Adobe Takes Flex SDK Open Source
In a major salvo that ups the stakes in the emerging battle for mindshare among
developers and architects building Rich Internet Applications, Adobe today said
it is releasing its Flex SDK into the open source community.
The move comes less than two weeks after Microsoft unveiled Silverlight, formerly
known as Windows Presentation Foundation Everywhere, or WPF/E. Silverlight is
the company's cross-platform browser plug-in for rich media that some have dubbed
a "Flash Killer."
The timing of Adobe's announcement comes just days before Microsoft's MIX07
conference in Las Vegas, where Microsoft is expected to reveal extensive details
about Silverlight-based development over the course of three days.
Adobe said in a statement that the open source Flex SDK and documentation will
be available under the Mozilla Public License. The company intends to release
all components of the Flex SDK required to develop Flex apps, a list that includes
Java source code for the ActionScript and MXML compilers, the ActionScript debugger
and ActionScript libraries. However, Adobe said its Eclipse-based IDE, Flex
Builder, doesn’t factor into the open source release.
Adobe's Flash enjoys a market penetration often pegged in the 90-plus percent
range, but Microsoft has a massive user base in place through its browser and
operating system, which it can leverage to distribute and foster Silverlight.
Therefore every move by both camps counts, suggests Forrester Research analyst
"As both Apollo and Silverlight emerge as RIA development platforms, wooing
the open source community gives Adobe a potential advantage in the race toward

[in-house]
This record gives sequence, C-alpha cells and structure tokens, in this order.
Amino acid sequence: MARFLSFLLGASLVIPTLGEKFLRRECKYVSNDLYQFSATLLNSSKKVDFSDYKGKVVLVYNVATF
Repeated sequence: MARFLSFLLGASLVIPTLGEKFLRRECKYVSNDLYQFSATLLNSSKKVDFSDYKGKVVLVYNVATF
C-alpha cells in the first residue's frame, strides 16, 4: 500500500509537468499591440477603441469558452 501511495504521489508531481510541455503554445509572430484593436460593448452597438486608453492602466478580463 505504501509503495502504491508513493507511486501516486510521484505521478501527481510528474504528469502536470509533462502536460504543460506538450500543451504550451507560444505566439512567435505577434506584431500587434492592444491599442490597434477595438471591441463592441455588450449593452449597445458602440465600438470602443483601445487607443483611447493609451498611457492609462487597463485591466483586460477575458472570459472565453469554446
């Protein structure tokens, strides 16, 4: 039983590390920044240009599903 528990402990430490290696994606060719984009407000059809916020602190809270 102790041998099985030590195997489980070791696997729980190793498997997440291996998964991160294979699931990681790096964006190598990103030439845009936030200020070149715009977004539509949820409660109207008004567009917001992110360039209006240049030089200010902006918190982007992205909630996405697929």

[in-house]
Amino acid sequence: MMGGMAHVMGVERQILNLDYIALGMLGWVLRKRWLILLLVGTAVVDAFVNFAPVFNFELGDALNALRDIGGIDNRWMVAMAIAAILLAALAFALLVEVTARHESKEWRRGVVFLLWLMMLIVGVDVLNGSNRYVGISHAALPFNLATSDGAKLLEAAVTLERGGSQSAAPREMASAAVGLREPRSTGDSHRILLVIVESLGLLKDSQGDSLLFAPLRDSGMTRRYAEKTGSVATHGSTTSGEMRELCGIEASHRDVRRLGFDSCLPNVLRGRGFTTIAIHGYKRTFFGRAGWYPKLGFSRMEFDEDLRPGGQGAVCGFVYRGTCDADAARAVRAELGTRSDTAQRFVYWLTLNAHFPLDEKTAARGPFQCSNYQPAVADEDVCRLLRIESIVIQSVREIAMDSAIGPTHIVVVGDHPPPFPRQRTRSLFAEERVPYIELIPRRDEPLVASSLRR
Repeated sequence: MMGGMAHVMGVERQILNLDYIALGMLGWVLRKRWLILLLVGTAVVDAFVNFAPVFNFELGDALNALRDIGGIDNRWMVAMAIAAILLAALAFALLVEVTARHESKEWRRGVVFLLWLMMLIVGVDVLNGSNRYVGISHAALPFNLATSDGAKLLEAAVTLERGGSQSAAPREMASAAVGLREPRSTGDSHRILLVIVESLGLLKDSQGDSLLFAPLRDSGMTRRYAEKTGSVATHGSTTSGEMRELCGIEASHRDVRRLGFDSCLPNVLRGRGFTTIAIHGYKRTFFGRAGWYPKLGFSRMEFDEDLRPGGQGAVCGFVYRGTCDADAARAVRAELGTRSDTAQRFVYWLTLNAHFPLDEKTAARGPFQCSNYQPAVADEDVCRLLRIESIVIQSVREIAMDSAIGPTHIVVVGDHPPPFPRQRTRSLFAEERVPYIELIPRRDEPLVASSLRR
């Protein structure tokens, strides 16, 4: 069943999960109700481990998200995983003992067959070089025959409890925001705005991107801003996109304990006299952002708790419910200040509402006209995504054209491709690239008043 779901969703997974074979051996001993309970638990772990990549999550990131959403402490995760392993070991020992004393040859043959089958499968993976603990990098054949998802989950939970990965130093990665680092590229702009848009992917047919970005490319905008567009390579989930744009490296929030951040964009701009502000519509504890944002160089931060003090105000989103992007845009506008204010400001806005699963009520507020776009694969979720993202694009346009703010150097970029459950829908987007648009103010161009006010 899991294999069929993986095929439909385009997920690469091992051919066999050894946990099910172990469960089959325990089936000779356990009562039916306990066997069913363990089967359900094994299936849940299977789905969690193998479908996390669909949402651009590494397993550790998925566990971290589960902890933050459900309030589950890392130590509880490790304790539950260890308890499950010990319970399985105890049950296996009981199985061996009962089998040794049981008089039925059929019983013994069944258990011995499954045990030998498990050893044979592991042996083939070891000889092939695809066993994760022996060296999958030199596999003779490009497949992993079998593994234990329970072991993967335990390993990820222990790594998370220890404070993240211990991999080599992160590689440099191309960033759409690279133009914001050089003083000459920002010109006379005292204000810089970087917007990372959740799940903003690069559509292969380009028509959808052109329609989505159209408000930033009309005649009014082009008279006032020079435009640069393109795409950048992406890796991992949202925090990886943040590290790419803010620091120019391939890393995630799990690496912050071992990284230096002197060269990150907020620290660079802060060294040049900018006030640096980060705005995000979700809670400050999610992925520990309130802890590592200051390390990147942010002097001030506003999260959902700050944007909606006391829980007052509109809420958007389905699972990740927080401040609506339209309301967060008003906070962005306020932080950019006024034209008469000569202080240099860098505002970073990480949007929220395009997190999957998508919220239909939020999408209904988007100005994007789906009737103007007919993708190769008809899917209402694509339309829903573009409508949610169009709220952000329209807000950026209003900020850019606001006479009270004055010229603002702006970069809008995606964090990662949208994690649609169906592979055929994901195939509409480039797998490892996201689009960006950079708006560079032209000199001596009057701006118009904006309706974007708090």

ubiquity, an advantage they will need to counter the continued market share
leadership of IE and Microsoft’s desktop OS," Hammond wrote in an
Hammond put Thursday's news in context against Adobe's decision last year to
give the source code for the ActionScript Virtual Machine to the Mozilla Foundation,
as part of an open source project known as Tamarin. (Developers already working
on Tamarin-based projects will be able to use the open source Flex SDK for compiling
and debugging, Adobe said.)
Hammond says now Flex and Tamarin are positioned to become "the Mozilla
language and framework of choice for cross-platform RIA development that includes
Burton Group research director Peter O'Kelly calls Adobe's move "a subtly
significant strategic shift .... It’s likely to make Flex a viable choice
in some important domains in which developers otherwise would have gone with
an open source alternative (e.g., OpenLaszlo)," he wrote in an e-mail to
Redmond Developer News. "Overall, it's likely to accelerate what’s
already impressive momentum for Flex."
One difference between the Flex SDK announcement and Tamarin is the fact Adobe
says it plans to sponsor and host the Flex project infrastructure. The Flex
SDK will also remain available under a commercial license, and the two versions
will be as similar as possible, according to Adobe.
Thursday's announcement is only the latest in a series of moves by Adobe to
foster development around its RIA technologies. The company in March released
an alpha of "Apollo," a cross-platform runtime capable of building
and deploying RIAs on the desktop.
Apollo will let users work with Internet apps without launching a browser.
If content is changed or added offline it can be synced back up with the app
once a user goes online.
The company has said users eventually will be able to drag and drop files and
assets into Apollo apps. Future versions of Apollo will support Linux and work
with mobile technologies, as well as include more support for AJAX, according
Chris Kanaracus is the news editor for Redmond Developer News.